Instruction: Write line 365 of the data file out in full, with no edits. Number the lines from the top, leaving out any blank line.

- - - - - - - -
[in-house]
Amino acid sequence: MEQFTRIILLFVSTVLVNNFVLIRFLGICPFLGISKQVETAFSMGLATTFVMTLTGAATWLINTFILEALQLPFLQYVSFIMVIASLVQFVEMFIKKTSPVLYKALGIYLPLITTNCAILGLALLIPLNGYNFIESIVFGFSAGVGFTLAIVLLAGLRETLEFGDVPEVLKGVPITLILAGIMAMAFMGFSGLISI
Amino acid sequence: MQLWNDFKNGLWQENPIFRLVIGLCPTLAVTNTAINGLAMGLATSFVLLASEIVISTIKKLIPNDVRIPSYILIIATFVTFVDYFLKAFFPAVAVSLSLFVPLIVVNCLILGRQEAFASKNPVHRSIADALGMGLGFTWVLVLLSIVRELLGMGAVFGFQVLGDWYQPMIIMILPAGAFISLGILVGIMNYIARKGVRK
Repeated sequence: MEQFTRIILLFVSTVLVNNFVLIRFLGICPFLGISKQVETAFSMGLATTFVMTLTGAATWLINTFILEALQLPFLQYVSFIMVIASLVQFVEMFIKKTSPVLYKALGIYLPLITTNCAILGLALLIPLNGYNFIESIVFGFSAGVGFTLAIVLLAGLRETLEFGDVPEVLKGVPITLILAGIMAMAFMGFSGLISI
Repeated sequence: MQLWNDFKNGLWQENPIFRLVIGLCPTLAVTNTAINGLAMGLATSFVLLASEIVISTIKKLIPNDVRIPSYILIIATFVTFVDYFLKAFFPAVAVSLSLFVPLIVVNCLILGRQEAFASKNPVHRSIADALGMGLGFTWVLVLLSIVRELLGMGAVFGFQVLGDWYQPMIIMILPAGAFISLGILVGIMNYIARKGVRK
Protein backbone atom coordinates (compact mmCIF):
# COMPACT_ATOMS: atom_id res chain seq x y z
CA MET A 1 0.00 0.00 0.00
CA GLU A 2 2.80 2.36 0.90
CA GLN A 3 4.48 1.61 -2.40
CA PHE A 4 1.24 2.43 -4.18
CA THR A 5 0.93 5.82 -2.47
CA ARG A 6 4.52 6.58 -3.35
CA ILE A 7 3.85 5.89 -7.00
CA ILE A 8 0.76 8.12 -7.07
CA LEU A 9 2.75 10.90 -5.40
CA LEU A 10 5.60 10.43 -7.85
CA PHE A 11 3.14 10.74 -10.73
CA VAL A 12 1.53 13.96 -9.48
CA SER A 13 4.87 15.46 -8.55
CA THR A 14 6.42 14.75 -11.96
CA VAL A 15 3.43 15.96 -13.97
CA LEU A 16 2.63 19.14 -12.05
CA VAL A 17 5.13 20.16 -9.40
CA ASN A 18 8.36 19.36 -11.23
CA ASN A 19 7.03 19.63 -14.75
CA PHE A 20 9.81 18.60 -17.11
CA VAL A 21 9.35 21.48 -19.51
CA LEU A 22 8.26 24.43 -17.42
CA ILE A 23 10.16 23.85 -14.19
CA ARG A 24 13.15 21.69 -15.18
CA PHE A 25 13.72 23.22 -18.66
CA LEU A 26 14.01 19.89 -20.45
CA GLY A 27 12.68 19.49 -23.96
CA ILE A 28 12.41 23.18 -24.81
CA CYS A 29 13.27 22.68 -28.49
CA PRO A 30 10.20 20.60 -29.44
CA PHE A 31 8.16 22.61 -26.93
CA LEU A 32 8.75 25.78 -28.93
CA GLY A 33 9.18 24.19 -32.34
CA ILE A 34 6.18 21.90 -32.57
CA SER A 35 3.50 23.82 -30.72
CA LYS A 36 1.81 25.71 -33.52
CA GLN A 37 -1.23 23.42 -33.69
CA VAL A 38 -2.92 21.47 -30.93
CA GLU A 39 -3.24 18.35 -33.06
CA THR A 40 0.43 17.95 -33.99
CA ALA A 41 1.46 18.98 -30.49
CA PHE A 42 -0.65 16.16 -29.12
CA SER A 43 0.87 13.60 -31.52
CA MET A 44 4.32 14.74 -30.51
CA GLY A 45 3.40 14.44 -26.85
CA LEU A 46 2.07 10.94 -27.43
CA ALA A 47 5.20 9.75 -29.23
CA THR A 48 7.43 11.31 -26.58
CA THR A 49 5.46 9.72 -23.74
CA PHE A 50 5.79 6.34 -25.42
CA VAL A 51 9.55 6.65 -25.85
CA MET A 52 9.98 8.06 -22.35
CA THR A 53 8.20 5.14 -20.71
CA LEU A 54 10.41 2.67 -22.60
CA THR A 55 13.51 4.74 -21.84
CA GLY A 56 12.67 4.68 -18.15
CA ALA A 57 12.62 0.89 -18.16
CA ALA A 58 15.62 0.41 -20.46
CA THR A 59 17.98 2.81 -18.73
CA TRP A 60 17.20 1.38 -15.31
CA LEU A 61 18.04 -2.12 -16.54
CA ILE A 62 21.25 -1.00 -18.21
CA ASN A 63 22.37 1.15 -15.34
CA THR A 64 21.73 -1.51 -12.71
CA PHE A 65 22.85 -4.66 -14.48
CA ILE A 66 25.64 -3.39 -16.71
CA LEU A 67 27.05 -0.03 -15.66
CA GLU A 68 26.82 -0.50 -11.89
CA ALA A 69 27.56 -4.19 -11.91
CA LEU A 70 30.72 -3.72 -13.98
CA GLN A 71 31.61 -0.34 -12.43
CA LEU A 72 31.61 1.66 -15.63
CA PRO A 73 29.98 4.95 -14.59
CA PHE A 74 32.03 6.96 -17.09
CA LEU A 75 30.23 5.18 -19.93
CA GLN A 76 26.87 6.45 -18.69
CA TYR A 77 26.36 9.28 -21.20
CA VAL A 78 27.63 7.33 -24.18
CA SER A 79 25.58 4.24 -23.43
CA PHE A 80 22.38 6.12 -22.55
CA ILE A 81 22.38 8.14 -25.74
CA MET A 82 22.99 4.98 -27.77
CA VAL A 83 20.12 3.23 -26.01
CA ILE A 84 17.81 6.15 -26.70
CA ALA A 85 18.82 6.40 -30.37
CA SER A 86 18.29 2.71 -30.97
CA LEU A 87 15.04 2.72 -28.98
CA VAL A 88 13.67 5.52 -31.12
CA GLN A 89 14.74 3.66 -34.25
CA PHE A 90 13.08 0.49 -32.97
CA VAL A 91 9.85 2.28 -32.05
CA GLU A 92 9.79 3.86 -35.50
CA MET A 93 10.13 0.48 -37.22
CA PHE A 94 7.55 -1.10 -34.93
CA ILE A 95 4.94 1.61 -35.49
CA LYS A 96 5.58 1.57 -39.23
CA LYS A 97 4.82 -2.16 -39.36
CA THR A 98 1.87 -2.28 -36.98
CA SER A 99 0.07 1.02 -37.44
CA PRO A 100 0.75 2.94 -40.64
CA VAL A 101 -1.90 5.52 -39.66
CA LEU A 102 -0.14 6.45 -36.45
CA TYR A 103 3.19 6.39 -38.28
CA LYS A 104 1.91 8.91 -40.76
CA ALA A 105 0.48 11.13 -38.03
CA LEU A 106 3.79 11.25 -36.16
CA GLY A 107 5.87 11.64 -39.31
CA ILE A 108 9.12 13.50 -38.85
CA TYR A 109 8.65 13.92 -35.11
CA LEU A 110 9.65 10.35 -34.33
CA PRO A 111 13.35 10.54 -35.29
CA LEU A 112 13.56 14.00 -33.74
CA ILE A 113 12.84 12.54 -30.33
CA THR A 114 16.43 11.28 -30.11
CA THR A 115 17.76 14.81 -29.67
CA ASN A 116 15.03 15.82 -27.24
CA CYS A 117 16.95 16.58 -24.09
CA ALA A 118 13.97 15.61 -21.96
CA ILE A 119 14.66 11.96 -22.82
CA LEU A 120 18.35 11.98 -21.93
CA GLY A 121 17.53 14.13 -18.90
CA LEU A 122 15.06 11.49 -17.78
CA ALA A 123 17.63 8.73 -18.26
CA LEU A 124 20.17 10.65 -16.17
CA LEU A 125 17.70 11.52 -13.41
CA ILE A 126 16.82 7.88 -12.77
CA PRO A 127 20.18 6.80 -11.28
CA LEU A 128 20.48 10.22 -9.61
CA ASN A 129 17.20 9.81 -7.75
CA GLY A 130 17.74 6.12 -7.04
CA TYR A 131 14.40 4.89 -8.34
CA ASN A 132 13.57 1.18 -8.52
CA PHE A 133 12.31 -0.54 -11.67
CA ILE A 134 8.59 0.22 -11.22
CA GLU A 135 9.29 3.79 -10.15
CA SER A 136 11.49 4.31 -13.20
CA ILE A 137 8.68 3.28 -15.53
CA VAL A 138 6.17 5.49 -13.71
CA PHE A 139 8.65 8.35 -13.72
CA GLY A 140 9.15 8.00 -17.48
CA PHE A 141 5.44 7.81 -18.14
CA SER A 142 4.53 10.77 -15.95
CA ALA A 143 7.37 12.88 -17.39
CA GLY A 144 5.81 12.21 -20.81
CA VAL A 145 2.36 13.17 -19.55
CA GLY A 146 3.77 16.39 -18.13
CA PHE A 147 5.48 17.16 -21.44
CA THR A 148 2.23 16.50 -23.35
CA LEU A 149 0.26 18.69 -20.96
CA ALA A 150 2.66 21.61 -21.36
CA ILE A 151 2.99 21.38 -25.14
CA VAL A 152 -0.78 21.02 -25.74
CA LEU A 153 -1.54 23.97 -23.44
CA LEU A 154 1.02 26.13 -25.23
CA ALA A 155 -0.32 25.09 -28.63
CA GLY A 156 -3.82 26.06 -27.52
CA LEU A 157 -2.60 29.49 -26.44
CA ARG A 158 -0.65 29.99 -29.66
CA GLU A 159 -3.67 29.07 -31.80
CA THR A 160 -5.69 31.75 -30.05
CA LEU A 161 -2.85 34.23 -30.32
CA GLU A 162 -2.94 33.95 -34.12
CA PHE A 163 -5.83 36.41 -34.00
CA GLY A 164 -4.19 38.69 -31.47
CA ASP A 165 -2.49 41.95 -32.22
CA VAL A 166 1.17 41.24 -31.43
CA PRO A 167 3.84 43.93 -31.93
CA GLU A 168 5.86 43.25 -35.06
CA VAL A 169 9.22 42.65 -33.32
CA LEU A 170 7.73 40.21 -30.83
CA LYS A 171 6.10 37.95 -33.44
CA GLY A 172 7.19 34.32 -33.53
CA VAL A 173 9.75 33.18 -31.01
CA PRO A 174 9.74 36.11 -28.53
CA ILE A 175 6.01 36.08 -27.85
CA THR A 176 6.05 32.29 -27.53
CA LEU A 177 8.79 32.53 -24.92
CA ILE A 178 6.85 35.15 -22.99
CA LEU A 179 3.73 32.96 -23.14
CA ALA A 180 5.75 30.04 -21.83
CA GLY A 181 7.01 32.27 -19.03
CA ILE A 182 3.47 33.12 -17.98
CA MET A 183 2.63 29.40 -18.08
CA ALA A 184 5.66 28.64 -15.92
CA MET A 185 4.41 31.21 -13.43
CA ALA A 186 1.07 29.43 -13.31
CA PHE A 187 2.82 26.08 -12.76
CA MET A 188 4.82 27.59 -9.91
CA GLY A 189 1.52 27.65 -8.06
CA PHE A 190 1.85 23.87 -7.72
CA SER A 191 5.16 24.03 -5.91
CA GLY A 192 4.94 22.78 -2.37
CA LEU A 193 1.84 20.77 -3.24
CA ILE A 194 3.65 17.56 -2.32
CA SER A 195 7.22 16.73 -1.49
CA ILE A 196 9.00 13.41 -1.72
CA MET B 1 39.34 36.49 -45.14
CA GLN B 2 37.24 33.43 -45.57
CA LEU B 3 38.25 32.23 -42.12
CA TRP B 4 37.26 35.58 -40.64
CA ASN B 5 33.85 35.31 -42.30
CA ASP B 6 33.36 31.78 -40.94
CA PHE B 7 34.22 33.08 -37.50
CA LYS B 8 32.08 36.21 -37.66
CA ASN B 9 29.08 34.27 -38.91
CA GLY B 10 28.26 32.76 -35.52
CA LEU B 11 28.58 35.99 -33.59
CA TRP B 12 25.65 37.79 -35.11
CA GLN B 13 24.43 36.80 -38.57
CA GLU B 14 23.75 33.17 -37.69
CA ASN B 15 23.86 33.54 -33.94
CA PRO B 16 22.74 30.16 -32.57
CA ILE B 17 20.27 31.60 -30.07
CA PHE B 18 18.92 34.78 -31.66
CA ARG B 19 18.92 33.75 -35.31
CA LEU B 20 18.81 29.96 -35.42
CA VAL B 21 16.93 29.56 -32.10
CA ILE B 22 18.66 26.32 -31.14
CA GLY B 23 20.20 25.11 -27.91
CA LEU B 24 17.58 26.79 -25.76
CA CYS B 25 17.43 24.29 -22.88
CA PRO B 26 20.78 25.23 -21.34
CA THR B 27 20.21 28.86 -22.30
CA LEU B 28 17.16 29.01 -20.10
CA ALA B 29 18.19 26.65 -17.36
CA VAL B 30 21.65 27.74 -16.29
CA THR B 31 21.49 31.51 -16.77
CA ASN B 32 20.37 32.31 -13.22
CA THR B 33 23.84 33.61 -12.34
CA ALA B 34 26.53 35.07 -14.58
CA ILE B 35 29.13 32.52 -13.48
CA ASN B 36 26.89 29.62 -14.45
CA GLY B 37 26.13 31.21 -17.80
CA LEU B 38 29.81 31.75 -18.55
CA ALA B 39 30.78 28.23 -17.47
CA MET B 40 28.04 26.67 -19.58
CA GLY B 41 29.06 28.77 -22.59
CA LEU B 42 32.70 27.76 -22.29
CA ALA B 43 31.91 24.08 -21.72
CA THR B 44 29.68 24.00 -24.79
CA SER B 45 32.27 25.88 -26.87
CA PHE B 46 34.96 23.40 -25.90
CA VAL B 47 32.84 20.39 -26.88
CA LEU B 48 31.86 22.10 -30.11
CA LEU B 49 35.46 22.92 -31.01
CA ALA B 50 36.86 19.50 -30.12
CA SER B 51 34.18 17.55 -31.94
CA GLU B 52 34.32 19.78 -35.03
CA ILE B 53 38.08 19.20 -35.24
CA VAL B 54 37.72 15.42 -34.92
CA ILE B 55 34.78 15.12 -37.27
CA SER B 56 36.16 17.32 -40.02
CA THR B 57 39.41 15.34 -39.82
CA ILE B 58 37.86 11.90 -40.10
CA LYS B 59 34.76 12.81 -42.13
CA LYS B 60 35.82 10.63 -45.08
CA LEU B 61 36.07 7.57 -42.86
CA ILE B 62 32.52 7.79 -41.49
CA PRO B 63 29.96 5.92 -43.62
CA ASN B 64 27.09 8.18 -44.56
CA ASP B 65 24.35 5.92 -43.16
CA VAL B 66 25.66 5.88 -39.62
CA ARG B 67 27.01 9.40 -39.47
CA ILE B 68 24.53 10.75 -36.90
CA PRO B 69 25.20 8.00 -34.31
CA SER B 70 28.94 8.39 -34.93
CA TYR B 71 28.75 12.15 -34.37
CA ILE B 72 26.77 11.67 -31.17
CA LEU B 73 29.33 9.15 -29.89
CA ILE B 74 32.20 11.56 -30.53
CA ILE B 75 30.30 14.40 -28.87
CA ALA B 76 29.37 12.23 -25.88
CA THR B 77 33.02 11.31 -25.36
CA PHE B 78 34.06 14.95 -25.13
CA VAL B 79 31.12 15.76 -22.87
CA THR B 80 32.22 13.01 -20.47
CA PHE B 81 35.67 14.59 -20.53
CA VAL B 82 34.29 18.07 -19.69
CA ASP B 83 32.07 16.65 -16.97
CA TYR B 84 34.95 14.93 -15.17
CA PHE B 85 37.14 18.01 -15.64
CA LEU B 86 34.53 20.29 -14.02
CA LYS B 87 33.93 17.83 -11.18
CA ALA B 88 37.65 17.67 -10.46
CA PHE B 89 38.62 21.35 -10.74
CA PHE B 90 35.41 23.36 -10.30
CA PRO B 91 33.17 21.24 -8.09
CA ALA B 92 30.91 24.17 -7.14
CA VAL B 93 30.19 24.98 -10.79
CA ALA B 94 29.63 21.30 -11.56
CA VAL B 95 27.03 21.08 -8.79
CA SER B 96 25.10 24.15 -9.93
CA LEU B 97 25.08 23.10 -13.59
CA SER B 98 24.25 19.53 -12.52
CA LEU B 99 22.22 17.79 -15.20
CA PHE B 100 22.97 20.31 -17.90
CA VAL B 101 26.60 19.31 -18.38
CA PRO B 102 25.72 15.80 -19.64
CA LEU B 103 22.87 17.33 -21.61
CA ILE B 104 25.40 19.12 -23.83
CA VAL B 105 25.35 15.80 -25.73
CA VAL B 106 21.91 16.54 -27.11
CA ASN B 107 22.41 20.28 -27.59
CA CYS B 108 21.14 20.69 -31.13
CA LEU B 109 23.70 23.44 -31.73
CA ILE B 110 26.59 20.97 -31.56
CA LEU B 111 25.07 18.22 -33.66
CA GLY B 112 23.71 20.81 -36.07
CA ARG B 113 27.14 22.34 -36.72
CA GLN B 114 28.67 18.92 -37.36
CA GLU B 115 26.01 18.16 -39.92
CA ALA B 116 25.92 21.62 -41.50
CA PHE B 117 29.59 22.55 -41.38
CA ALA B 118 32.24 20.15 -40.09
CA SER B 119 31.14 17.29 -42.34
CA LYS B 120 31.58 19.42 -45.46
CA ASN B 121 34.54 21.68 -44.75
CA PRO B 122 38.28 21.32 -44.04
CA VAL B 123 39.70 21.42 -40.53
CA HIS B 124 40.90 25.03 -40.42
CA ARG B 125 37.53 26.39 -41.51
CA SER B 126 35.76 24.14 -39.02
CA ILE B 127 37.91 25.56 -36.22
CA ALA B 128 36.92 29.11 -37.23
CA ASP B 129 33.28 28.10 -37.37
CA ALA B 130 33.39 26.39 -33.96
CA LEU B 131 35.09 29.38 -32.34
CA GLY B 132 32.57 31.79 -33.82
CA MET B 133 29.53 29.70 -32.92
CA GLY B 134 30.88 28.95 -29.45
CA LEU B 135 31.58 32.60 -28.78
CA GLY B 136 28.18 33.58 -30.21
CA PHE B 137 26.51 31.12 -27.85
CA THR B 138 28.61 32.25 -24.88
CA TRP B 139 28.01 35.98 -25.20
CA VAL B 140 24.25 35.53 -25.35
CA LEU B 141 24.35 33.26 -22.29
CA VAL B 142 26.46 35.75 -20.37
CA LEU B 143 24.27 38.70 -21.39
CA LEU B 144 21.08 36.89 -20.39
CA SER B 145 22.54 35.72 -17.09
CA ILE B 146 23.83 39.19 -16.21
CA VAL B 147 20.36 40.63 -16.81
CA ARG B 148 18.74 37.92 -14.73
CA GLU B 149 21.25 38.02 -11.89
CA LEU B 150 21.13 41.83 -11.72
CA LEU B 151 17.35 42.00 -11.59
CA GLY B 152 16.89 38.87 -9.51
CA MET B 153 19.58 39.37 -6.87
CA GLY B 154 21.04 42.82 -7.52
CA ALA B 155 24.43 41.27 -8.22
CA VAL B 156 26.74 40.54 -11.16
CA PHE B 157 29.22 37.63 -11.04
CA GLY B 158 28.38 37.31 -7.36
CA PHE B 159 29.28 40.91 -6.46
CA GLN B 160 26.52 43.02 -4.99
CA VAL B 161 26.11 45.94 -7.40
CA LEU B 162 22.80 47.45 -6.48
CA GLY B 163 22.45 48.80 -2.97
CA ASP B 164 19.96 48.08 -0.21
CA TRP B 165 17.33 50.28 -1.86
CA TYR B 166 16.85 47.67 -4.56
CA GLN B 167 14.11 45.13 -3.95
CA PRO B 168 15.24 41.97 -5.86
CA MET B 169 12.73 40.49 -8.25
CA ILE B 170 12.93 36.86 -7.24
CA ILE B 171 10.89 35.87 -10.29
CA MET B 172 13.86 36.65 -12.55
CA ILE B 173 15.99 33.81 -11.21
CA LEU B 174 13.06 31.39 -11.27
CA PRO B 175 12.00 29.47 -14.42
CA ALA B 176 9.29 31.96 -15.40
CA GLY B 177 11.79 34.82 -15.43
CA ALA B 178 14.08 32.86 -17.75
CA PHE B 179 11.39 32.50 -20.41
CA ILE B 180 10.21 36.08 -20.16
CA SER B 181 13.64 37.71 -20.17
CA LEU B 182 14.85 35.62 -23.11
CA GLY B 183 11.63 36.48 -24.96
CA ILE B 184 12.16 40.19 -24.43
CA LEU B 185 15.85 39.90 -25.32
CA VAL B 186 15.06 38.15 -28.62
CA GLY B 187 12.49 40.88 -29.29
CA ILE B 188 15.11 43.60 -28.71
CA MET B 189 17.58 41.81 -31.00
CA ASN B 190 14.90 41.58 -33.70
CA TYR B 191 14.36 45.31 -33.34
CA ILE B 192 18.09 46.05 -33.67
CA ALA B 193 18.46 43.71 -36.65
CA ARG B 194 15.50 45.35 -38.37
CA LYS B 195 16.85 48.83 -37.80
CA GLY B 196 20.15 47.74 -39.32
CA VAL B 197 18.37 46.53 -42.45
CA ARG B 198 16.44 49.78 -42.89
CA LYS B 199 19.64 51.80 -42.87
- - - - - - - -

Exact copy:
CA LEU B 162 22.80 47.45 -6.48